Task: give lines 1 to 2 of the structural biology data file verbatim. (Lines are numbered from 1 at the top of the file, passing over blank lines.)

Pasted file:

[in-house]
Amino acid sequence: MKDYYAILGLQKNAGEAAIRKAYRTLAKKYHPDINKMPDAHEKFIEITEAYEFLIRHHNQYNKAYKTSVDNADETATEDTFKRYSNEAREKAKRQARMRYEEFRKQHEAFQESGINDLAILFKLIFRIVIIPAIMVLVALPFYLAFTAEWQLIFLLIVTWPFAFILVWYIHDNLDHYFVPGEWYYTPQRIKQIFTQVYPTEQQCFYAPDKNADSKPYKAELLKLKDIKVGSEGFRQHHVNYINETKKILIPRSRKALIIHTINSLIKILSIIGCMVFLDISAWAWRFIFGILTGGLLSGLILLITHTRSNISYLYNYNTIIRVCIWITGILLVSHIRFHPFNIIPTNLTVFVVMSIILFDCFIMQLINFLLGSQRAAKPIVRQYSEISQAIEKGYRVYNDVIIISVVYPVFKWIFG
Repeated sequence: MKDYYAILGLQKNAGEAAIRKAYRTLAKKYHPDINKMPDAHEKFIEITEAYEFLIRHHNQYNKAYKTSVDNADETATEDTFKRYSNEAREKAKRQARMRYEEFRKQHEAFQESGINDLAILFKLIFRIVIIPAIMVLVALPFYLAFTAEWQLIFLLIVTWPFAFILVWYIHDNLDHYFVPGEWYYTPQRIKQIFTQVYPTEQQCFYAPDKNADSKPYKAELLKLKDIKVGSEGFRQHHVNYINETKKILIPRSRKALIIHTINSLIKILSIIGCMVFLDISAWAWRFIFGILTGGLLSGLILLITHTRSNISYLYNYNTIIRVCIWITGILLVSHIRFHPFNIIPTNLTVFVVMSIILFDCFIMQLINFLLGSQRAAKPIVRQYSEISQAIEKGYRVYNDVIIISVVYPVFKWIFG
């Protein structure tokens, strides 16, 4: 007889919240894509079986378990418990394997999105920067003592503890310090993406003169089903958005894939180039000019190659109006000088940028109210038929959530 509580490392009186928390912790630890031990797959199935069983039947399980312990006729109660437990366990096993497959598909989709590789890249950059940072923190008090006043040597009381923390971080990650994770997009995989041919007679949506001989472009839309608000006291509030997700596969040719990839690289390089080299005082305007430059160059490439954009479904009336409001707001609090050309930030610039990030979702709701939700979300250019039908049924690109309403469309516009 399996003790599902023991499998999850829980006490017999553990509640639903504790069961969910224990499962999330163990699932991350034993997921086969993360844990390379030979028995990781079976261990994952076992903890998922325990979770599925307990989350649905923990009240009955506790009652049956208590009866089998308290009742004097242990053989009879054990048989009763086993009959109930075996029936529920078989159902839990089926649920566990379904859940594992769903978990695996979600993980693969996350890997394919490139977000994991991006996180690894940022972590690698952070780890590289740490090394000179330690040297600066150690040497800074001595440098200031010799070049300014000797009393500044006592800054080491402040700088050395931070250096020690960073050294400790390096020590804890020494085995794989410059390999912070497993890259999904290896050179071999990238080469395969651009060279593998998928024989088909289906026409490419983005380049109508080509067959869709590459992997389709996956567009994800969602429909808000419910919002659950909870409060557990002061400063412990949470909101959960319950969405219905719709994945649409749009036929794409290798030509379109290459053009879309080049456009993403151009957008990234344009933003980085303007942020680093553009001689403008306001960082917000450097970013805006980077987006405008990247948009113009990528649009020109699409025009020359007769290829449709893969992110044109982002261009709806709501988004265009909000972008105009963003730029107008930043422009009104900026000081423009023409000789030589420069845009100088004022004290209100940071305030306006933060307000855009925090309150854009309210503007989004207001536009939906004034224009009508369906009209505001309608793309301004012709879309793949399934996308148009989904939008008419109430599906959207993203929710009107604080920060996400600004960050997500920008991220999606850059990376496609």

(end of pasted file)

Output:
[in-house]
Amino acid sequence: MKDYYAILGLQKNAGEAAIRKAYRTLAKKYHPDINKMPDAHEKFIEITEAYEFLIRHHNQYNKAYKTSVDNADETATEDTFKRYSNEAREKAKRQARMRYEEFRKQHEAFQESGINDLAILFKLIFRIVIIPAIMVLVALPFYLAFTAEWQLIFLLIVTWPFAFILVWYIHDNLDHYFVPGEWYYTPQRIKQIFTQVYPTEQQCFYAPDKNADSKPYKAELLKLKDIKVGSEGFRQHHVNYINETKKILIPRSRKALIIHTINSLIKILSIIGCMVFLDISAWAWRFIFGILTGGLLSGLILLITHTRSNISYLYNYNTIIRVCIWITGILLVSHIRFHPFNIIPTNLTVFVVMSIILFDCFIMQLINFLLGSQRAAKPIVRQYSEISQAIEKGYRVYNDVIIISVVYPVFKWIFG